We’ll take up what preminent world systems theorist Immanuel Wallerstein has called "the central question of the 21st Century," namely: how to respond to the needs and demands of indigenous cultures. If we believe individuals and collectives evolve, what does it mean to "preserve the culture and heritage" of any group? What examples of premodern, modern, and postmodern syntheses exist, and how can a culture transcend and include it’s own cultural heritage for a resilient future? If we believe in the right of any individual or collective to develop and evolve as much as possible at their own pace (though admittedly this has rarely been historically the case), trancending and including their own culture and heritage, then we must take some steps to ensure autonomy in relevant areas. "Let 'er rip" globalization and capitalism needs to be moderated. Yet, on the other hand, globalization offers opportunities from which many benefit, including these Peruvian communities. Which means we really need to think about what is healthy vs. unhealthy in capitalist expansion/globalization. These and other such lines of inquiry will weave the trip like an enduring tapestry.

Exploring these types of questions on culture, we'll visit the Amazon Conservation Association (ACCA) in the office in Cusco, learning about the impacts of globalization and the variations of economic, social and environmental change that is occuring in this region. We'll meet with other community-based organizations in the Sacred Valley, as well as with a higher level development institution, providing us ample diverse perspectives on the topic at hand.

Sacred Valley

For following two days, the group will go to the Sacred Valley of the Incas where they will visit community-based organizations as well as some of the ancient sites of the Inca empire.  Our time in the Sacred Valley will include some community visits, to hear from indigenous Quechua people about the cultural change their families have experienced in the past two generations. This will also include some time for relaxation, spiritual practice, for hiking and taking in the scenery of this extraordinary place on the planet.

Machu Picchu

Finally, the group will embark on a full-day trip to Machu Picchu, which was recently established as one of the seven wonders of the world! This place whispers of a lost culture, a culture obliterated in the path of colonialism. Yet, has it been lost? We’ll contemplate what part might have been transcended and included, and what part remains forever in the annals of history. As evolution ensues, we are pulled between karma and creativity, and we witness loss as well as gain. Honoring the retro-romantics but also situating as evolutionaries, we’ll meditate on what wisdom can be found in the smooth, immense stones of this world wonder.

This is an action-packed trip with an intellectual twist, an integrative tone, and a spiritual anchor. Participants will be able to explore both the physical terrain of Peru, the intellectual terrain of integral theory, and hone their embodied presence as integral practitioners. As well as contribute their own expertise to how we can engage change processes with greater depth and skill towards transformation.

Itinerary at a glance

Day 1


Time zone adjustments, opening session, we-space building, visiting the city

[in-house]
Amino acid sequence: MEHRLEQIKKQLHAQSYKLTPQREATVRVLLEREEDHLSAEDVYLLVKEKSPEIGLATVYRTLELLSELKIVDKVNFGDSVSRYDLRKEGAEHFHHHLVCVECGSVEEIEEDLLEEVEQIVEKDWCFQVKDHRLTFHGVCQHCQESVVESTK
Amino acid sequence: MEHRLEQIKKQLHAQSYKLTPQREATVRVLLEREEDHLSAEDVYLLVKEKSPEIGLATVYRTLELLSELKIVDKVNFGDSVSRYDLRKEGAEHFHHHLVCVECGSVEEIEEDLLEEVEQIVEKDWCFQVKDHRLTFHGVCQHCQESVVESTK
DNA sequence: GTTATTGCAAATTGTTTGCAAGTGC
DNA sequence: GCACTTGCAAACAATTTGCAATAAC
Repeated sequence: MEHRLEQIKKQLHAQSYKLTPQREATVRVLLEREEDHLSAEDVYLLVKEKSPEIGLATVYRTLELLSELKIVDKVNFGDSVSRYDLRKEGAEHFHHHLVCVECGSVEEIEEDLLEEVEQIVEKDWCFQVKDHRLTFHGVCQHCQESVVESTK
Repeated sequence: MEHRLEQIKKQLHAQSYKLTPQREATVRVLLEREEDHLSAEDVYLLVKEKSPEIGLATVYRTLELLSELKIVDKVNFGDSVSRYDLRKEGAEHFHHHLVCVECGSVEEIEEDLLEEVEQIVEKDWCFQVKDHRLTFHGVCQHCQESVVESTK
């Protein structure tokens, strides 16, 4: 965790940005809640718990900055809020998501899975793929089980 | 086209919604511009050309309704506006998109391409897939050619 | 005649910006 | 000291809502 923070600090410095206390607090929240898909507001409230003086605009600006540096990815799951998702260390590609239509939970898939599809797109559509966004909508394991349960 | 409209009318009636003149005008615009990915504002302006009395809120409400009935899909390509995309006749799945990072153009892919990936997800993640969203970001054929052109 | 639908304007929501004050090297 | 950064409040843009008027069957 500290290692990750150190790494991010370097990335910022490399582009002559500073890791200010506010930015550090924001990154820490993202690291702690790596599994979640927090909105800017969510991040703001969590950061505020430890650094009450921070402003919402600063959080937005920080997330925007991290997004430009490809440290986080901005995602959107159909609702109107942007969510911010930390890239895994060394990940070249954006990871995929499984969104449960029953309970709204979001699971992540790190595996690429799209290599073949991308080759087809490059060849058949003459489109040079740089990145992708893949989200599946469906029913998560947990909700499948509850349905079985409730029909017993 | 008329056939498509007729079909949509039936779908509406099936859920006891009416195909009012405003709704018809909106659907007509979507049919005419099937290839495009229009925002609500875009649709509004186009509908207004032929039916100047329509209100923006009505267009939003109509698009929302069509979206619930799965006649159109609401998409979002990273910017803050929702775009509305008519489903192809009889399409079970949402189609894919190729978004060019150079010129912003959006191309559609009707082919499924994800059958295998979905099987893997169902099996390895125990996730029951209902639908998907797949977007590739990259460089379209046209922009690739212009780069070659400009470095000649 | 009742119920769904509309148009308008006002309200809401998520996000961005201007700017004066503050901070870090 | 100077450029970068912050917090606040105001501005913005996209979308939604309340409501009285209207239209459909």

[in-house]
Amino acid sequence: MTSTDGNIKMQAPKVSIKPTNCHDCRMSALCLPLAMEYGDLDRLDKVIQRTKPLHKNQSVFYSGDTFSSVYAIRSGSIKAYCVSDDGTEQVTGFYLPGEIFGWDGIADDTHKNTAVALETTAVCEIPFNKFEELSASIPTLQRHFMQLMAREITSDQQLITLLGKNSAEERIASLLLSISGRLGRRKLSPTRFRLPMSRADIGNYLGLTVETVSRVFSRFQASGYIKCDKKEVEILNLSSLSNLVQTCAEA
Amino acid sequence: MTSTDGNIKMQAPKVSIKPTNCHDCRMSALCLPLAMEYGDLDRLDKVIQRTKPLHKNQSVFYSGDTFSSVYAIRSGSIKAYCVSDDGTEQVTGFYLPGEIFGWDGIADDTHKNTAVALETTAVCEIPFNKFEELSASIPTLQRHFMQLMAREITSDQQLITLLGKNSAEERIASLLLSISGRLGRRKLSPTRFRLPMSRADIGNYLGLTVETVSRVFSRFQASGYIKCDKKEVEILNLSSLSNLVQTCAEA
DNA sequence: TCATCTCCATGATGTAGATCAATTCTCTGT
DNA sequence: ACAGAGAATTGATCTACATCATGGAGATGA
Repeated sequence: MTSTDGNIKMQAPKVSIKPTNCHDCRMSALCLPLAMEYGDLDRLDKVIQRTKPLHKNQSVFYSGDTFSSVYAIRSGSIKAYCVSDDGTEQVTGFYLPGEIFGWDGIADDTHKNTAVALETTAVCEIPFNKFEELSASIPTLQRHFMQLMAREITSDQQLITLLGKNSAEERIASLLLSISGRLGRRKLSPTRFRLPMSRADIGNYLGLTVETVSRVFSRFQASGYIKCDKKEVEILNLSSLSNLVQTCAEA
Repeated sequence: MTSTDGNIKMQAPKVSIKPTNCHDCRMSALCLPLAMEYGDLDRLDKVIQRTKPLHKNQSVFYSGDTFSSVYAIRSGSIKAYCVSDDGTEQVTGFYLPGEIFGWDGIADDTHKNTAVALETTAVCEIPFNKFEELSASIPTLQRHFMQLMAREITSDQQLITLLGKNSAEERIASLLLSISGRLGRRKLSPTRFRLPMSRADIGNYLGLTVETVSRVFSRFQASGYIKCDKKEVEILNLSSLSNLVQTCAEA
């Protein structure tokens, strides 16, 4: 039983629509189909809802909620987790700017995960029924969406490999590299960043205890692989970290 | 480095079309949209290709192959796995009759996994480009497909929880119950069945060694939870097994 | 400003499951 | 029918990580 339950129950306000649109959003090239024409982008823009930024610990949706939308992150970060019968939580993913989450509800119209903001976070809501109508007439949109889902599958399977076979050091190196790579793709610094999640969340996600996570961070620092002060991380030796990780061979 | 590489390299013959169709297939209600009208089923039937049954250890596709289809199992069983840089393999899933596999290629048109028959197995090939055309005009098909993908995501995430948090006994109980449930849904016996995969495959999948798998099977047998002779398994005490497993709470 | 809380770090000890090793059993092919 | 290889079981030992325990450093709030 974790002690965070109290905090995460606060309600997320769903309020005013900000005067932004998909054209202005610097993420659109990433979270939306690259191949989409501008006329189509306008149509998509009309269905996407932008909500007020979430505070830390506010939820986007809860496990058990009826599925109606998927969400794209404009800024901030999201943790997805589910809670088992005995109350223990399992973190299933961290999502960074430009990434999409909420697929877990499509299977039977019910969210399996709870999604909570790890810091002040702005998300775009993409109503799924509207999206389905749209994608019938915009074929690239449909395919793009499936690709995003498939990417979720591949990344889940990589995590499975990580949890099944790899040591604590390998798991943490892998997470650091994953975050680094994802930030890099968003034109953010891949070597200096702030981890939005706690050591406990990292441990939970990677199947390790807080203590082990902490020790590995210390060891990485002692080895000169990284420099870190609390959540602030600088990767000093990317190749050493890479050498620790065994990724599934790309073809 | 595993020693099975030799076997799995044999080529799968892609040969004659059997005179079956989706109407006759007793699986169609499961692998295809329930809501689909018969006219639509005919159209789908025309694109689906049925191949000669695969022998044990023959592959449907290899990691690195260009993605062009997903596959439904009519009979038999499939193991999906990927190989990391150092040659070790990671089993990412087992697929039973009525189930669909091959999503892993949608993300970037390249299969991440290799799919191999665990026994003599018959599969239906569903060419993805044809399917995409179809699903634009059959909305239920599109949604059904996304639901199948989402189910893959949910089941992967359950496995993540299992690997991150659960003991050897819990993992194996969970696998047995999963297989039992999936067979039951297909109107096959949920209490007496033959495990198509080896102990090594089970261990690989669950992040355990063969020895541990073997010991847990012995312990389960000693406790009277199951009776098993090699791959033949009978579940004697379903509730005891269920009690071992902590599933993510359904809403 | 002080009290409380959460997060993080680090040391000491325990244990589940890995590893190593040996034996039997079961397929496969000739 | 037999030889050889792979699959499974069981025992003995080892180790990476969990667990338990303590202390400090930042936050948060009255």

Oct 16

Day 2


Settling in, setting the stage, beginning the discussion. Afternoon acclimatize. Dinner out, evening session.

Oct 17

Day 3


Community visits, getting the lay of the land.

Oct 18

Day 4


Morning session contextualizing the following three exercises: Magic, animistic worldview (Saqsaywaman in the afternoon), shamanic ritual in the evening. Oct 19

Day 5


Mythic worldview (cathedral for morning mass), Modern worldview (midday tourist trade, mid afternoon black market visit).

Evening debrief.

Oct 20

Day 6

Ollantytambo and Calca

Community visits and field trip to explore impacts of globalization, both healthy and unhealthy, and examine the changes that are imminent for the region.

Oct 21


Sacred Valley


Overnight trip to Sacred Valley.


Oct 22

Day 8

Sacred Valley


Stay in Lodge. Process day, sessions, hiking.


Oct 23

Day 9

Machu Picchu



Day trip to the ruins. Field exercises and discussions.

Back to Cusco that evening



Oct 24

Day 10


Closing: Sharing our Experience (each person presents an integral synthesis about the trip). Morning to design, present over lunch.

Afternoon to pack, shop, take care of loose ends.

Dinner together.

Leave the following day.

Oct 25


Trip Leaders

Gail Hochachka– Gail has led a group of JFK students on a similar trip to Peru to visit the Queros and Amazon Conservation Association in 2009. Gail is fluent in Spanish, has been involved in doing an integral baseline assessment and working with One Sky in Peru since 2006. Before that she did a research study in Peru for the International Development Research Centre regarding Integral Theory in post conflict Peru.  She has travelled and worked extensively in Latin America and knows Peru well.  She is a director of IWB and has been a key organizer of all of the IWB international events to date.

Michael Simpson– is the executive director of One Sky and has been working with the Amazon Conservation Association in Peru since 2006.  He has twenty-five years experience travelling and working in Latin America and has been involved in numerous delegations to the region.  With a background in documentary film as well as a long history founding and leading two environmental NGOs in international development work, Mike brings a huge breadth of experience to the room. His stories are not ones you want to miss! Fluently bilingual, he is currently a director of IWB and has attended all of the international meetings to date.

Emine Kiray– is a director of IWB and has previously organized and hosted two of the meetings in Istanbul, Turkey. Emine has a Doctorate in economics and spends her time between Boston and Istanbul where she is immersed in integral theory. She was on the Presidents Circle of Integral Institute and remains a close friend and colleague of Ken Wilber. Emine has been deeply involved in the Integral Institute for many years and brings a strong theoretical knowledge of Integral Theory to our meetings. 

Interested? Contact Us.


Peru Tour 2012 Application Form.docx112.57 KB